British troops will NOT face war crimes trials in The Hague over claims Iraqi prisoners were tortured and killed
- International Criminal Court said it will not open a full-scale investigation
- ICC officials spent six years carrying out an investigation into the allegations
- The Iraq Historical Allegations Team was closed down in 2017
British troops will not be dragged in front of an international court over claims of killing and torturing Iraqi prisoners after a long-standing probe was closed yesterday.
International Criminal Court (ICC) officials had spent six years carrying out a preliminary investigation into allegations of wrongdoing during the Iraq War.
There were fears that if the UK did not investigate the claims sufficiently, British soldiers would end up facing war crimes trials in the court in The Hague.
But in a major win for ministers, the ICC said it will not open a full-scale investigation because UK authorities had already investigated the allegations.
Inquiry: Allegations were made against British personnel during the Iraq War
It referred to the Iraq Historical Allegations Team (IHAT) which waded through thousands of allegations and was closed down in 2017 after no prosecutions.
The global court takes on cases of crimes against humanity, war crimes and other serious international offences only if a member state is unwilling or unable to investigate them or has carried out probes that were not genuine with a view to shielding suspects from justice.
Chief prosecutor Fatou Bensouda said her office confirmed there was ‘a reasonable basis to believe that members of the British Armed Forces committed the war crimes of wilful killing, torture, inhuman/cruel treatment, outrages upon personal dignity, and rape and/or other forms of sexual violence’ against Iraqi detainees.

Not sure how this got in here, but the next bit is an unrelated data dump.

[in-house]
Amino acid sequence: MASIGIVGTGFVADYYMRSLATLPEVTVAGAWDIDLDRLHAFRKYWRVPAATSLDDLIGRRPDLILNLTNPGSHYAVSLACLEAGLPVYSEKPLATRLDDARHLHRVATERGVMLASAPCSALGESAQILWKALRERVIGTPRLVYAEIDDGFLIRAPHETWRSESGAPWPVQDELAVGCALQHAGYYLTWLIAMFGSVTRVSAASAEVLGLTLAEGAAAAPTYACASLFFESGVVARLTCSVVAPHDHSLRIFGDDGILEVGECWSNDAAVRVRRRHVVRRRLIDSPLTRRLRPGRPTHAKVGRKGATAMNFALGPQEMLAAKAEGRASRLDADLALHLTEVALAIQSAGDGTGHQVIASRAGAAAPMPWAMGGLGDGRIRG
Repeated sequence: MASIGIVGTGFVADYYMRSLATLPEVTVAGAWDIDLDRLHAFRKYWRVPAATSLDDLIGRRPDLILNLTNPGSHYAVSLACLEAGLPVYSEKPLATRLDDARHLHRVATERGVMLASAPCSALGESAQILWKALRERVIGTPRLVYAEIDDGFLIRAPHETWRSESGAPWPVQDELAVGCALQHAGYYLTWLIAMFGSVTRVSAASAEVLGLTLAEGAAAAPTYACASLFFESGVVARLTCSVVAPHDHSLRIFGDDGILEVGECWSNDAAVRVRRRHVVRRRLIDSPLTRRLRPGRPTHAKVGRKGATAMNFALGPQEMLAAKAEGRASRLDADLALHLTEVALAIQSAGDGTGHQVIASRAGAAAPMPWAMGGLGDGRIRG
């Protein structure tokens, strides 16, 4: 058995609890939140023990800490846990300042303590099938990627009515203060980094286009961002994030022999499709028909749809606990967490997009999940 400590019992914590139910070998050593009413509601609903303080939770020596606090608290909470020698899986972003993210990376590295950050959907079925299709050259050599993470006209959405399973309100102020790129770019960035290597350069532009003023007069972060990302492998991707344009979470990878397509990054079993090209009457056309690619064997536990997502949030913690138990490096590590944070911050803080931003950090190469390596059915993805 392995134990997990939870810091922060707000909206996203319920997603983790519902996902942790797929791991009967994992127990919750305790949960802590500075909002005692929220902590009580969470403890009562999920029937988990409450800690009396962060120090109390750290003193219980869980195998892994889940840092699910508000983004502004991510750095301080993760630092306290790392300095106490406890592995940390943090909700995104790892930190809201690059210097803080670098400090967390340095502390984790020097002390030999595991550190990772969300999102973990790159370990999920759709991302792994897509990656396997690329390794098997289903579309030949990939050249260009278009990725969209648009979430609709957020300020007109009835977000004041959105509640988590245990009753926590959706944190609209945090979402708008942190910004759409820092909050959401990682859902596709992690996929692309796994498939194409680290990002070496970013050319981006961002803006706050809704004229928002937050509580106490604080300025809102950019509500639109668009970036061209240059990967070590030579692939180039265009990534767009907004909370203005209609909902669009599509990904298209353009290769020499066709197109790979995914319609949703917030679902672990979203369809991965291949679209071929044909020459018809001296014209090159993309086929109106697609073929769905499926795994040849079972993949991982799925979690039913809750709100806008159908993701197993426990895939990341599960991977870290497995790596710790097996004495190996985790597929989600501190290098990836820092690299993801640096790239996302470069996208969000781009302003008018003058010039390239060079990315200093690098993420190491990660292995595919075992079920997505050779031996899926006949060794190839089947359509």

She added that the outcome of a decade-long domestic process which had resulted in not a single case submitted for prosecution had ‘deprived the victims of justice’.
But she said that two British probes into the allegations meant her office ‘could not conclude that the UK authorities had remained inactive’.
ICC officials had spent six years carrying out a preliminary investigation into allegations of wrongdoing during the Iraq War.Pictured, British soldiers at the southern Iraqi town of Basra
Miss Bensouda said her office ‘could not substantiate allegations that the UK investigative and prosecutorial bodies had engaged in shielding, based on a careful scrutiny of the information before it’.
Defence Secretary Ben Wallace said the decision ‘vindicates our efforts to pursue justice’.
He added: ‘The ICC has rejected calls to open investigations into the conduct of UK forces.
‘The review confirms that the UK is willing and able to investigate and prosecute claims of wrongdoing by Armed Forces personnel.’
The International Criminal Court building in the Hague
But the decision was met with fury by human rights campaigners.
Clive Baldwin, of Human Rights Watch, said: ‘The UK Government has repeatedly shown precious little interest in investigating and prosecuting atrocities committed abroad by British troops.
‘The prosecutor’s decision to close her UK inquiry will doubtless fuel perceptions of an ugly double standard in justice – one approach to powerful states and quite another for those with less clout.’
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